Following the contentious debate concerning curriculum, the Faculty Senate distributed its own survey in late March. The lowest marks on the survey: only 8.6 percent of those surveyed either strongly agreed or agreed with both of the statements, “Overall, the administration is effective in meeting the college’s instructional mission” and “I believe the president is taking the college is taking the college in the right direction.” The qualitative remarks from faculty are overwhelmingly negative.
“The president has produced a climate with little trust,” one anonymous respondent writes. “Faculty and administrators feel threatened to give honest feedback for fear of retribution from the president. This is not conducive to a college that aspires to the free and unencumbered exchange of ideas. I think the college deserves, and must demand, much more from its president.”
Criticism and Commendation
Following the survey in late April, the Faculty Senate voted 56 to 18, with 3 abstentions that it “has no confidence in the leadership of President Charles A. Taylor." At the request of Taylor, the senate’s executive board outlined grounds for the vote. The board claims that Taylor circumvented the college’s governance procedure and failed to substantiate claims with data as requested. This appears to refer to the prior curriculum debate. Faculty leaders also claim that Taylor failed to provide adequate support for the “instructional mission” through his allocation of funds and contributed to a “climate of fear and retaliation.”
The night after the no-confidence vote, the local board expressed an entirely different opinion of Taylor, unanimously adopting a positive appraisal of his leadership. Gutierrez said faculty did not have as much perspective on Taylor and his positive effect on the college as did the board. Under his leadership, Gutierrez noted, the college has thrived; he added that its enrollment had grown and it had opened many new facilities. Since Taylor's arrival enrollment has grown from 11,000 to around 14,000. Also, the college recently opened a new academic center for commuting students in Newport News and will open a new campus in Williamsburg next year. Still, Gutierez said, Taylor was approached by the board concerning the negative response from both an updated administration-sponsored survey and the Faculty Senate survey.
“You have to take personality out of things,” Gutierrez said of the board’s appraisal of the president, adding that the board told Taylor to open more lines of communication with faculty to address morale and trust issues. “I don’t care whether Charles Taylor is loved or hated or whatever, as long as he gets the job done. I’m not in my role to make friends; I’m in my role to do my job. I am not always as understanding or friendly as I could be. I imagine that Taylor is the same way.”
At a town hall meeting in May to which all faculty and staff were invited, Taylor addressed the negative criticism levied against him following the faculty vote.
“The media may believe the biggest issue is the climate survey,” Taylor said, as quoted in a Daily Press story. “The media may believe the biggest issue is the no-confidence vote. The biggest issue is for us to move forward.”
A Typo and Racial Tension
The meeting also broached another controversial issue at the institution, when a contentious remark from a faculty member was openly discussed. One anonymous respondent to the faculty survey wrote, “TNCC is here to serve ALL members of the community, [sic] not simple [sic] African Americans. We do not need to be the first all black community college in the VCCS!”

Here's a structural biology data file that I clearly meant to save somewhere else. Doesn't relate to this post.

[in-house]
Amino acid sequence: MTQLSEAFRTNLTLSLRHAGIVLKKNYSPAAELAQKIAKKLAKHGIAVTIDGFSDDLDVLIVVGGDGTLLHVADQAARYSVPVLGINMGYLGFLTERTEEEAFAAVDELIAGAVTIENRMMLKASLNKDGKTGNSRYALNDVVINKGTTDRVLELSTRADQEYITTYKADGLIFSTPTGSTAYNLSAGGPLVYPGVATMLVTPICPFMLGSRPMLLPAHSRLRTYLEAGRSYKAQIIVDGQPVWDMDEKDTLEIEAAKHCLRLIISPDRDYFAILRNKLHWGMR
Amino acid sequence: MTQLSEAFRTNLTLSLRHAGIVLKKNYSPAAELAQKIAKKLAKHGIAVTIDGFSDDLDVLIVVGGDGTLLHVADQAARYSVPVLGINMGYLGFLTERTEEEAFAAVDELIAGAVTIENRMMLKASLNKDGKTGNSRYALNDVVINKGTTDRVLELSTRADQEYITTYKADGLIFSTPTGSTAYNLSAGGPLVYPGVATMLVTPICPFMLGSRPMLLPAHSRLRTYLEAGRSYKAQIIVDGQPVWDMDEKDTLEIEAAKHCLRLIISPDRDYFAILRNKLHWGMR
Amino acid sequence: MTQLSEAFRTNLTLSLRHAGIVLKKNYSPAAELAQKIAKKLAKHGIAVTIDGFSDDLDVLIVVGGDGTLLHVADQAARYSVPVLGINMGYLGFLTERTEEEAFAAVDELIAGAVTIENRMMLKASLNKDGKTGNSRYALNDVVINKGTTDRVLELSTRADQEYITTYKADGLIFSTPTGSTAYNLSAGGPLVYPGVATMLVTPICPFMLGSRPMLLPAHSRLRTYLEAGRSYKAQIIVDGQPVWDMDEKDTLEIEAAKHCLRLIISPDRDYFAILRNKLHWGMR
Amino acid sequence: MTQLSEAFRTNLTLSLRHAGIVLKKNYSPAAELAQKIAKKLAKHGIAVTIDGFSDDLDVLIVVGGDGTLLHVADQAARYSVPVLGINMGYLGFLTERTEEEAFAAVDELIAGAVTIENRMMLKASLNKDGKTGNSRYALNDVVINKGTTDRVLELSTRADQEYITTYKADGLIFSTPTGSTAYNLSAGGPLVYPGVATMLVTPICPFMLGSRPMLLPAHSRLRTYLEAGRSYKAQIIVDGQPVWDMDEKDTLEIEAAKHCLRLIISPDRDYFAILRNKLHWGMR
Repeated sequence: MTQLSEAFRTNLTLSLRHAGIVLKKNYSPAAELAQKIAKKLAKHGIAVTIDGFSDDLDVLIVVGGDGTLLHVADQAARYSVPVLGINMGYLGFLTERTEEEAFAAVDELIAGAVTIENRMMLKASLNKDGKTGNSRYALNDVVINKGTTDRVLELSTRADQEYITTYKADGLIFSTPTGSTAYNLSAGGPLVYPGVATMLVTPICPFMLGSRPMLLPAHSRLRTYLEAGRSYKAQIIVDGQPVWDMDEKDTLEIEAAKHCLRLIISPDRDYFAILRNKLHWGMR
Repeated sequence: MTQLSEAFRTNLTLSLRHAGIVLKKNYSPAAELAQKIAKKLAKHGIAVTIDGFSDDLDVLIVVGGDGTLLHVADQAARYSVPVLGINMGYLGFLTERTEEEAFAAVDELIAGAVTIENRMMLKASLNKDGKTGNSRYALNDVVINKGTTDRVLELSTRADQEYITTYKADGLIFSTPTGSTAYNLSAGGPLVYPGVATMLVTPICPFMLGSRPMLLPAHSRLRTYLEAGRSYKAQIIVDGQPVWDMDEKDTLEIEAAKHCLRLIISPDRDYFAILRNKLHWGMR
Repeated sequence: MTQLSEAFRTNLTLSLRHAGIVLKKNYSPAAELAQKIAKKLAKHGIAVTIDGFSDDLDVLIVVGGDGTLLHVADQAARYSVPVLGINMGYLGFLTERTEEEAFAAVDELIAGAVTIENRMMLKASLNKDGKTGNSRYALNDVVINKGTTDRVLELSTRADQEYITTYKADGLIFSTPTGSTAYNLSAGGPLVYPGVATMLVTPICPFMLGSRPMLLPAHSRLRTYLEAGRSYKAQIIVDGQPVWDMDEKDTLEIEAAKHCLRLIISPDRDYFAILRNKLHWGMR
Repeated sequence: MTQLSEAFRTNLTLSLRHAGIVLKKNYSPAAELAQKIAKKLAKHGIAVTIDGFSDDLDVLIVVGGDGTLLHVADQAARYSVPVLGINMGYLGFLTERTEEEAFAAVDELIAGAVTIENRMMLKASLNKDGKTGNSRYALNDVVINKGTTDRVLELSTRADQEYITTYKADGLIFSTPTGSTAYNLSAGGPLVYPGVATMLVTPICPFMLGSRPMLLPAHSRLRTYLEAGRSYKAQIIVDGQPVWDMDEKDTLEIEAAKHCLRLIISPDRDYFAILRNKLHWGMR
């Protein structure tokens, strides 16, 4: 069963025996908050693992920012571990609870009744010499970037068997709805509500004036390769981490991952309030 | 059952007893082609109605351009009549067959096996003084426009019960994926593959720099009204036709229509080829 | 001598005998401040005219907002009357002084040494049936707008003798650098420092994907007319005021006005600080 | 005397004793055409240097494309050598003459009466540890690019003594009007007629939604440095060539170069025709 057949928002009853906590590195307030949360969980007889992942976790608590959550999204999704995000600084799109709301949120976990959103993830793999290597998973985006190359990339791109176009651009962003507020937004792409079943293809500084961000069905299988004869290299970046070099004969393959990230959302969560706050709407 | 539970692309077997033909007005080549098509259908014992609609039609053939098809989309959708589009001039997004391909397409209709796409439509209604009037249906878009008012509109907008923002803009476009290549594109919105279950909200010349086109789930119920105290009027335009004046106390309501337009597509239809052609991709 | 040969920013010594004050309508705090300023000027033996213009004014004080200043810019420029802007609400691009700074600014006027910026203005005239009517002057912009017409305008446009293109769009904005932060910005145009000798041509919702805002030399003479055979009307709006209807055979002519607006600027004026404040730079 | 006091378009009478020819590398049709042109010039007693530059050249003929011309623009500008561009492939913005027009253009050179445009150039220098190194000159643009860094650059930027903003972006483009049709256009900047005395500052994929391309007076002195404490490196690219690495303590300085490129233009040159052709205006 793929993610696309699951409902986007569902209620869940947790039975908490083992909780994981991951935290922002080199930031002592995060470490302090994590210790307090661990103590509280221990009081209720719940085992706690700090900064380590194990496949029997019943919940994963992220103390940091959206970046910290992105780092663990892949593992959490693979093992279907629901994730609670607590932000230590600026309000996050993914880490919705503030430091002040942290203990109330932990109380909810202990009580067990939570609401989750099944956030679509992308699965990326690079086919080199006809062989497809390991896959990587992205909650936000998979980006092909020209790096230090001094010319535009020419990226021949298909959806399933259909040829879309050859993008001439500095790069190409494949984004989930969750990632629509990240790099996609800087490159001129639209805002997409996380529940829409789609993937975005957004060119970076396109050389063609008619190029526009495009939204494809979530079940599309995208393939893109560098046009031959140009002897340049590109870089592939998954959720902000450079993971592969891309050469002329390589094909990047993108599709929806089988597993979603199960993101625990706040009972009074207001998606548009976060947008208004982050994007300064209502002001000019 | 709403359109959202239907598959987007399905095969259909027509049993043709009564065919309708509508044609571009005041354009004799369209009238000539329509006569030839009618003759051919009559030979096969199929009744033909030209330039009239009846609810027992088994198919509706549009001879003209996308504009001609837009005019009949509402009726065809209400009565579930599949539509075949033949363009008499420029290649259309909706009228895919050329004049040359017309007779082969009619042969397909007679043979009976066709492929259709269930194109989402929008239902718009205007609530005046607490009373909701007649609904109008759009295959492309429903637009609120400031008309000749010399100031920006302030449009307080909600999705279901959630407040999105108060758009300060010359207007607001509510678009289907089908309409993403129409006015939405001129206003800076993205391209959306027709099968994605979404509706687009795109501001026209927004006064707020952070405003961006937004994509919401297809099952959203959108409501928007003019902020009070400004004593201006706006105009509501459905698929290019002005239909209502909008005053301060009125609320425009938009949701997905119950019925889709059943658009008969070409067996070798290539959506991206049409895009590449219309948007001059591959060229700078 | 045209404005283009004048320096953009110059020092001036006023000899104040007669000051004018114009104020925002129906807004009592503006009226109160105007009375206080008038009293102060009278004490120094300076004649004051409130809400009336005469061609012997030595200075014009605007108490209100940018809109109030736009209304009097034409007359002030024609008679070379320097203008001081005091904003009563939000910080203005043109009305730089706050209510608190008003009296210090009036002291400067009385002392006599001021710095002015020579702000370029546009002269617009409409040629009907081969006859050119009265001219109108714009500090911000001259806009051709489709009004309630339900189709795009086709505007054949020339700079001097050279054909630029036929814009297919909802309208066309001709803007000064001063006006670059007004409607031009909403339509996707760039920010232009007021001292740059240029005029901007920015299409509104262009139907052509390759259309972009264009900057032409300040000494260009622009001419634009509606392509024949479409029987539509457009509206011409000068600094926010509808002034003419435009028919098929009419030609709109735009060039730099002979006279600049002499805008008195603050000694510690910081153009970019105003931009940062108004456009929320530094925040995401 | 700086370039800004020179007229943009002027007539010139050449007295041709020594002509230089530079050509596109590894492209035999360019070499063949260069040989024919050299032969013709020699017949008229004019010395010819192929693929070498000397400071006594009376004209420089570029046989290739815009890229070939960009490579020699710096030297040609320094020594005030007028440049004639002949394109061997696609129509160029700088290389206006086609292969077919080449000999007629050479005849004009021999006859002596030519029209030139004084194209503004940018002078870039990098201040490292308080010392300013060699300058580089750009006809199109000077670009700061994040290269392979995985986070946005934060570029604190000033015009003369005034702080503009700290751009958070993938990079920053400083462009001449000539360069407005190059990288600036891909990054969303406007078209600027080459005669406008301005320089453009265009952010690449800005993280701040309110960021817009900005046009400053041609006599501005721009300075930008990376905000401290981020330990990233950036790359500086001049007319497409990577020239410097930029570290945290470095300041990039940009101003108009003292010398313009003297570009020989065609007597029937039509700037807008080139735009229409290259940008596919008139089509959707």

Stating that these comments were taken out of context and that the comment had been improperly transcribed, the executive board of the Faculty Senate issued a correction of the statement following the meeting. The end of respondent’s first sentence, according to the addendum, should have read “not simply African Americans.” Barbara Hebert, current chair of the faculty senate, clarified this statement at the town hall meeting after concerns were raised that it was “racially charged” and “allegedly disparaging blacks and some staff members.”
According to 2007 data, 35.3 percent of Thomas Nelson students are black. The college's main campus is located in Hampton, Va., a city where nearly half of residents are black -- more than twice the proportion of the state as a whole. A faculty member with two decades’ experience at the college, who spoke on condition of anonymity for fear of retaliation, said the racial breakdown of faculty was not equivalent, noting that it is overwhelmingly white. The faculty member also said that a majority of the classified staff, consisting of hourly workers, are black. Since the arrival of Taylor, this faculty member said he began hearing from both black and white employees that there was a “sense of racial resentment” around campus. Taylor, however, is not the first black president of Thomas Nelson. The faculty member noted that there was a black woman president for most of the 1990s, and that such an environment did not exist during her term.
“The sense was that in the Taylor regime there was a double standard: one for black employees and one for white employees," the faculty member said. "The only people being penalized for not doing their job properly were white faculty. I have never seen this kind of race conscious environment ever before. These African American faculty to which I spoke felt that Charles Taylor had created an atmosphere of racial division.”
Publicly, college officials and faculty do not mention racial issues among their concerns. Gutierrez said he attributes most of the divisions to personality differences, and the Faculty Senate's formal reasons for its no-confidence vote do not explicitly mention discriminatory practices. Still, anonymous comments from employees via the faculty survey, the oft-commented blog and those fearing retribution suggest some racial undertone to this conflict.
Taylor's recent announcement that he will take a nine-month sabbatical, starting next month, to head a research project for the state system has not generated an official response from the faculty. Jeff Kraus, a system spokesman, said Taylor’s compensation will not be affected by the research project; he will continue to receive $202,117 annually.
In a letter to faculty announcing his leave, Taylor wrote: “I am confident that the TNCC family will continue to work together in a manner that emphasizes respect and collegiality.”